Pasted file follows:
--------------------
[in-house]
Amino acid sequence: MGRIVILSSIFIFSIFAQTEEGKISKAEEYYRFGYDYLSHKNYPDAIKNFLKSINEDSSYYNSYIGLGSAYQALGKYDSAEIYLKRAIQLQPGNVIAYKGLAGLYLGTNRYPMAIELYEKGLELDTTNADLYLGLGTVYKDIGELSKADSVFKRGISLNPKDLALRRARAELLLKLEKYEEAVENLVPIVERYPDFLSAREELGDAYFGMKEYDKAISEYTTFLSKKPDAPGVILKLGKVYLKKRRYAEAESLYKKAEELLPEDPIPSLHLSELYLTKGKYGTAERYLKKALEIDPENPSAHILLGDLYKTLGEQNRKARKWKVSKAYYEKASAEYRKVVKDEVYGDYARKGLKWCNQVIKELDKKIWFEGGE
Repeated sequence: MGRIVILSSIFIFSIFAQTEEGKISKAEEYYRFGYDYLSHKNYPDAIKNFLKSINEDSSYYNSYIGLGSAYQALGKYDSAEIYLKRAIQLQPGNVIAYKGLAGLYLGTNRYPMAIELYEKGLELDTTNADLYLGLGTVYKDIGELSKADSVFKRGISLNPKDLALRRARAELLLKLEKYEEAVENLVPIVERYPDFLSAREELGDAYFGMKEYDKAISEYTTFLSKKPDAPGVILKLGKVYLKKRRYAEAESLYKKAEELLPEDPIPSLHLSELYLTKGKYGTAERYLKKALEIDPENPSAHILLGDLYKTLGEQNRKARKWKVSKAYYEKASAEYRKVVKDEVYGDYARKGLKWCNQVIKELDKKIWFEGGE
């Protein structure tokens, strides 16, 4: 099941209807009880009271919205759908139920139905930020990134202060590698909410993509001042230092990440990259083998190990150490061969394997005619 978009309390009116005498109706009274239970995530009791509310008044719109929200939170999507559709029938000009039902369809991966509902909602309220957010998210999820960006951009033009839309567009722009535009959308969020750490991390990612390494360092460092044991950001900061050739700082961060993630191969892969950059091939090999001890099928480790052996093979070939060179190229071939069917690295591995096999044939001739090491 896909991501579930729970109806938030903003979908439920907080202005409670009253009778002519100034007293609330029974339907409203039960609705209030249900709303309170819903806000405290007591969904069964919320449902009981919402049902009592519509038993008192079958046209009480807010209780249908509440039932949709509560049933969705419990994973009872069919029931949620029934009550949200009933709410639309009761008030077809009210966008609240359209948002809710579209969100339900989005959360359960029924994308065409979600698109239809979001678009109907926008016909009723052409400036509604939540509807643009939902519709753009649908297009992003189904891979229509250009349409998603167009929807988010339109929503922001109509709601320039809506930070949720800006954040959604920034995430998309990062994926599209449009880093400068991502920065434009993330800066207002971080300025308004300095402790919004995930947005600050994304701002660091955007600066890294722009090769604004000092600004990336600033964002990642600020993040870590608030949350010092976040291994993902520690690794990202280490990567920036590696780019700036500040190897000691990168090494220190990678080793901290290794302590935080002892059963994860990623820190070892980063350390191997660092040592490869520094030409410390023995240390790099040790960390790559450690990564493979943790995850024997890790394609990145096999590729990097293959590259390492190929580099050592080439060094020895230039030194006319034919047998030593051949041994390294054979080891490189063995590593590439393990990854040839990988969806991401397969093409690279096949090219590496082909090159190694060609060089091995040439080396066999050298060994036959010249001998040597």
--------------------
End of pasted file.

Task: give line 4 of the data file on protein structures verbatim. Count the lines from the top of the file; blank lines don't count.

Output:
């Protein structure tokens, strides 16, 4: 099941209807009880009271919205759908139920139905930020990134202060590698909410993509001042230092990440990259083998190990150490061969394997005619 978009309390009116005498109706009274239970995530009791509310008044719109929200939170999507559709029938000009039902369809991966509902909602309220957010998210999820960006951009033009839309567009722009535009959308969020750490991390990612390494360092460092044991950001900061050739700082961060993630191969892969950059091939090999001890099928480790052996093979070939060179190229071939069917690295591995096999044939001739090491 896909991501579930729970109806938030903003979908439920907080202005409670009253009778002519100034007293609330029974339907409203039960609705209030249900709303309170819903806000405290007591969904069964919320449902009981919402049902009592519509038993008192079958046209009480807010209780249908509440039932949709509560049933969705419990994973009872069919029931949620029934009550949200009933709410639309009761008030077809009210966008609240359209948002809710579209969100339900989005959360359960029924994308065409979600698109239809979001678009109907926008016909009723052409400036509604939540509807643009939902519709753009649908297009992003189904891979229509250009349409998603167009929807988010339109929503922001109509709601320039809506930070949720800006954040959604920034995430998309990062994926599209449009880093400068991502920065434009993330800066207002971080300025308004300095402790919004995930947005600050994304701002660091955007600066890294722009090769604004000092600004990336600033964002990642600020993040870590608030949350010092976040291994993902520690690794990202280490990567920036590696780019700036500040190897000691990168090494220190990678080793901290290794302590935080002892059963994860990623820190070892980063350390191997660092040592490869520094030409410390023995240390790099040790960390790559450690990564493979943790995850024997890790394609990145096999590729990097293959590259390492190929580099050592080439060094020895230039030194006319034919047998030593051949041994390294054979080891490189063995590593590439393990990854040839990988969806991401397969093409690279096949090219590496082909090159190694060609060089091995040439080396066999050298060994036959010249001998040597």